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A convoy is a group of vehicles traveling together for mutual support, with or without one or more additional vehicles especially for defense and/or other support. In effect, it is a modification of a caravan.

For example, driving by car through a desert is safer in a convoy. If a car breaks down others can help too fix it, and if it cannot be repaired, the people in it can get a ride in one of the other cars.

As for wartime, convoy tactics are particularly important. During the World War One, Lloyd George overruled the protestations of British admiralty and gave an order to organize ships in convoys. British continued the practice during the Battle of the Atlantic (1940) when American supplies were vital for Britain to continue its war effort. Without convoys, U-boat would have needed merely to wait in the shipping lanes for a ship to come along. Convoying increased the odds that a submarine would not encounter enemy targets, and when it did so, the convoy was more likely to have defenders who could either threaten the sub or at least hinder it enough to give the convoy members time to scatter.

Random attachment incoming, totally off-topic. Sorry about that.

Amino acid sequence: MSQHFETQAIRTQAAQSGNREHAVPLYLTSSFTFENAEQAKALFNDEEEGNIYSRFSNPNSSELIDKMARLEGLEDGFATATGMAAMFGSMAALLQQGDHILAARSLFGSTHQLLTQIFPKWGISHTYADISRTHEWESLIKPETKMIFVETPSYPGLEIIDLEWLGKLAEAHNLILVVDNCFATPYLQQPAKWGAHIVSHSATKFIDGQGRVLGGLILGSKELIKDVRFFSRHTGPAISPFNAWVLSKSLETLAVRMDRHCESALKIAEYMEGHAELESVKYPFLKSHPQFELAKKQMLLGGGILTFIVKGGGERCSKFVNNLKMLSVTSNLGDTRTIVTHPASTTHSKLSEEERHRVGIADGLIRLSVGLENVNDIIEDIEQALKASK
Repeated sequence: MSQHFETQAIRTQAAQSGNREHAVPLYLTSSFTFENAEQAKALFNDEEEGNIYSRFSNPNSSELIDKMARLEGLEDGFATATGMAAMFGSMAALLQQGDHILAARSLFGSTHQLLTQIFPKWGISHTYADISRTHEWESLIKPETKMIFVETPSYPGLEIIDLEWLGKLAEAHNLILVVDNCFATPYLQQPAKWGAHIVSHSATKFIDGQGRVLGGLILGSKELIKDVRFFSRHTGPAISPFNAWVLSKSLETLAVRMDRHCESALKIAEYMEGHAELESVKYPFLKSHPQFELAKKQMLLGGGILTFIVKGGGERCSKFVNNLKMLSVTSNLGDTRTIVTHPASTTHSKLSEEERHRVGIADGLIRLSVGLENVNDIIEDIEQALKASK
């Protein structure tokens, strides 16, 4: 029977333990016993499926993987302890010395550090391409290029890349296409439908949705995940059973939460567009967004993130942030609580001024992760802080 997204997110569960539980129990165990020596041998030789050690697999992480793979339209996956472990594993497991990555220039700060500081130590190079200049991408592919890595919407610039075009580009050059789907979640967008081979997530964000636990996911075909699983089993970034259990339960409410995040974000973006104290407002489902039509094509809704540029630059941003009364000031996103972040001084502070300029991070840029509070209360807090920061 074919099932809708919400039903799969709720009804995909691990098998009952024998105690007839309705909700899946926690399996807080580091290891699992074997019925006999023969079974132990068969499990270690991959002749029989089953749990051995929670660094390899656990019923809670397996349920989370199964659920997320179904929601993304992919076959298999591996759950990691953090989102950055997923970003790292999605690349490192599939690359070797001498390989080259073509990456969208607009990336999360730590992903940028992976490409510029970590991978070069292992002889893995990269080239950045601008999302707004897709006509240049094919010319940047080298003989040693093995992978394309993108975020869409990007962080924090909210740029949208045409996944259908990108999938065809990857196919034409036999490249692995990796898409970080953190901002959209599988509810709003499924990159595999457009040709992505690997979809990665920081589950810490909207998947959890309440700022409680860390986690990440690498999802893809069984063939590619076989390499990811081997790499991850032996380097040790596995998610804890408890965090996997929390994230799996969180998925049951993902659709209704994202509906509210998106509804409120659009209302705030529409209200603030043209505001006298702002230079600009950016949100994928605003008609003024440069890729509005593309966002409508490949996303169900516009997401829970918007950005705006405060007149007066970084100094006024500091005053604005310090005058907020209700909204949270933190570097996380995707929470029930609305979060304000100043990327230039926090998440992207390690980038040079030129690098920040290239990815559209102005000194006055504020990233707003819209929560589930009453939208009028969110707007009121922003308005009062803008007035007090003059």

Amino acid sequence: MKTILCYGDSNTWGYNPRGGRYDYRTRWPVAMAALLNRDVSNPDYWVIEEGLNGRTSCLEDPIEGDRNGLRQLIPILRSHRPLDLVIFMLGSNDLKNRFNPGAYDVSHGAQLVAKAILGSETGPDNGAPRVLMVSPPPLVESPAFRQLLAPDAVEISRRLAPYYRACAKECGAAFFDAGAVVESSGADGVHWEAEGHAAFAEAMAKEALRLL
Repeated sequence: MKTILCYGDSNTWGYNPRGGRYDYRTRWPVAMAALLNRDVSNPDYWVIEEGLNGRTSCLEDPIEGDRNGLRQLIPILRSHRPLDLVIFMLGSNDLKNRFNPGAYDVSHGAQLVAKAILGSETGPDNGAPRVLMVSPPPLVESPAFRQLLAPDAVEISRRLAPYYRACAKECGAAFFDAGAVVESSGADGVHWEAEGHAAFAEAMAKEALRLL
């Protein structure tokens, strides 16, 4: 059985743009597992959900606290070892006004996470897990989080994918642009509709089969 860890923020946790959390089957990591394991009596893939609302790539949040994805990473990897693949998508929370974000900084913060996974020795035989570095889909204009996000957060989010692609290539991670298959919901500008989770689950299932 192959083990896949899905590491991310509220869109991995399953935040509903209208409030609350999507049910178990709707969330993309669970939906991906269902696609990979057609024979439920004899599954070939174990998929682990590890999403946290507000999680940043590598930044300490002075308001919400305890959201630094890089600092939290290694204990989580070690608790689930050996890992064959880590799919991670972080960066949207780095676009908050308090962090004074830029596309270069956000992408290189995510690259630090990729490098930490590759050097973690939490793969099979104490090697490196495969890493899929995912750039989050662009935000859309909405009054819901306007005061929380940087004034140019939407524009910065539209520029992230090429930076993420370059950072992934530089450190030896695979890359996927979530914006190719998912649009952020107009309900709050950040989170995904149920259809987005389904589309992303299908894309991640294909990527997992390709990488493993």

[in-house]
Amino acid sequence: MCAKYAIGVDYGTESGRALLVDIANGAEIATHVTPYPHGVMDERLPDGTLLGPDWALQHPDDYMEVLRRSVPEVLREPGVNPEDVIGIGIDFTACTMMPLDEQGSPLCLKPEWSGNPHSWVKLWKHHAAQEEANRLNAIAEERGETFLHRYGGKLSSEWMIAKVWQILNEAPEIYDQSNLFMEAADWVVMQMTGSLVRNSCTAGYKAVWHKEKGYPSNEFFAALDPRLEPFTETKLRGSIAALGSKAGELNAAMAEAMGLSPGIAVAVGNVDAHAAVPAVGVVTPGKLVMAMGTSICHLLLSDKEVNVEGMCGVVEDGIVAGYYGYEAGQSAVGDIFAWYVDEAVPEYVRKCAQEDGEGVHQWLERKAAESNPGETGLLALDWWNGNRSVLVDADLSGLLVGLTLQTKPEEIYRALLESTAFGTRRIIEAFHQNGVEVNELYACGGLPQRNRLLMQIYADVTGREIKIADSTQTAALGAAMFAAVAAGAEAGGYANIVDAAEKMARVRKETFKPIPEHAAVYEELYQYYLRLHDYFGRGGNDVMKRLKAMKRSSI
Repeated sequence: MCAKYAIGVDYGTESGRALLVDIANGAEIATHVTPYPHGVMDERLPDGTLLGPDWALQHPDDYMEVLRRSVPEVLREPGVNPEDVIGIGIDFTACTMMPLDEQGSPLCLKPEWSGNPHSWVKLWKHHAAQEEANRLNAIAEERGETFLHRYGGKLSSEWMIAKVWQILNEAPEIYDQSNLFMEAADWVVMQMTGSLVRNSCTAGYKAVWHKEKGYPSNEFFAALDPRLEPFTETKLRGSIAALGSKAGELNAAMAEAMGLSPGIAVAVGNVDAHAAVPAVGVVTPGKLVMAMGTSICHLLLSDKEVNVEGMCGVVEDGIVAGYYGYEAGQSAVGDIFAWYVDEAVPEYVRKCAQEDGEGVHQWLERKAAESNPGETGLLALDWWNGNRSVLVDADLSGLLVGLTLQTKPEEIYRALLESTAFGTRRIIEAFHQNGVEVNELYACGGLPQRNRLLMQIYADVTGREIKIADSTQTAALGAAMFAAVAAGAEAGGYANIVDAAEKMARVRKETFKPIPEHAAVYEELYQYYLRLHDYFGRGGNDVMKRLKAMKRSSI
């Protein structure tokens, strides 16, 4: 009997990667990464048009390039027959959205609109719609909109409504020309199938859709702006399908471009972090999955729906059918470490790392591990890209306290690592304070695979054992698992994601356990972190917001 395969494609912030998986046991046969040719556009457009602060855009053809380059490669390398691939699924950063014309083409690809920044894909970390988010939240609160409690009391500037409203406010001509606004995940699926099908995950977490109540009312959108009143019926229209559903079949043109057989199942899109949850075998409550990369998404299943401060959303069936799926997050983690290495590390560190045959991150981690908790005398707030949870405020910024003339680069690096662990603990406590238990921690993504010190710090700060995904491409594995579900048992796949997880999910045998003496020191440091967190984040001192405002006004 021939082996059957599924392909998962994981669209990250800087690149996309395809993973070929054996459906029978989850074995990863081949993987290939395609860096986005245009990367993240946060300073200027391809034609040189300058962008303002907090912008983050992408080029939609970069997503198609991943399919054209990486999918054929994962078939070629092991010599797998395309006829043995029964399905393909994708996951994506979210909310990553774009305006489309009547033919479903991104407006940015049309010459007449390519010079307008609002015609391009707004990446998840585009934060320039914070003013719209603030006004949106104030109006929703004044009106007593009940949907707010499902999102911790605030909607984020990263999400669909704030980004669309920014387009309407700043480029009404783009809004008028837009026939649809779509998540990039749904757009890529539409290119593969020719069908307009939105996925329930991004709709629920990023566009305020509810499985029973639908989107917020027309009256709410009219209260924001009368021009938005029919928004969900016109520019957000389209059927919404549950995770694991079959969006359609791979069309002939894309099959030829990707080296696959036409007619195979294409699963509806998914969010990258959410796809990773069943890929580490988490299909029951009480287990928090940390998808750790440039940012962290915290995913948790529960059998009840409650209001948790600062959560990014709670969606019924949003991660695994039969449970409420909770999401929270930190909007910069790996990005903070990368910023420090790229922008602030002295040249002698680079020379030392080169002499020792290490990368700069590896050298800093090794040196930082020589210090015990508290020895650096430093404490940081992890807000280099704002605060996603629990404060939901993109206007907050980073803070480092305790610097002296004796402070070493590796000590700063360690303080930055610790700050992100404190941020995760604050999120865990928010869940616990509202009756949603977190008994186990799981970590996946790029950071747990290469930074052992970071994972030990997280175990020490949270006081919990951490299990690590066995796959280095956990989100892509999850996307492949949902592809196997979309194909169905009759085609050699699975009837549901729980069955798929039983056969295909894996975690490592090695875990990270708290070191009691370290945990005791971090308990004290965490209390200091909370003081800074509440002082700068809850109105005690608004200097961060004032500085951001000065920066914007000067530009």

There are arguments against the convoy system. The main weakness is that an enemy can concentrate force against a convoy. Once a convoy is found it offers a large number of targets moving at low speed (the ships travel no faster than the cruising speed of the slowest vessel). It was common practice for a U-boat to shadow a convoy and report its course, allowing other attacking units to gather in the path of the ships. The size of a convoy also makes it vulnerable to air reconnaisance and attack, not a problem in mid-Atlantic but WWII convoys to the northern Russian ports were very vulnerable, see Convoy PQ-17. Further, large convoys could overload the resources of the destination port, leaving loaded and now static ships an obvious target for aerial assault.

It has been argued that cargo ships given individual widely-spread courses and travelling alone at their own best speed are less vulnerable to submarine discovery, and if found it imperils only a single ship rather than all the ships of a convoy.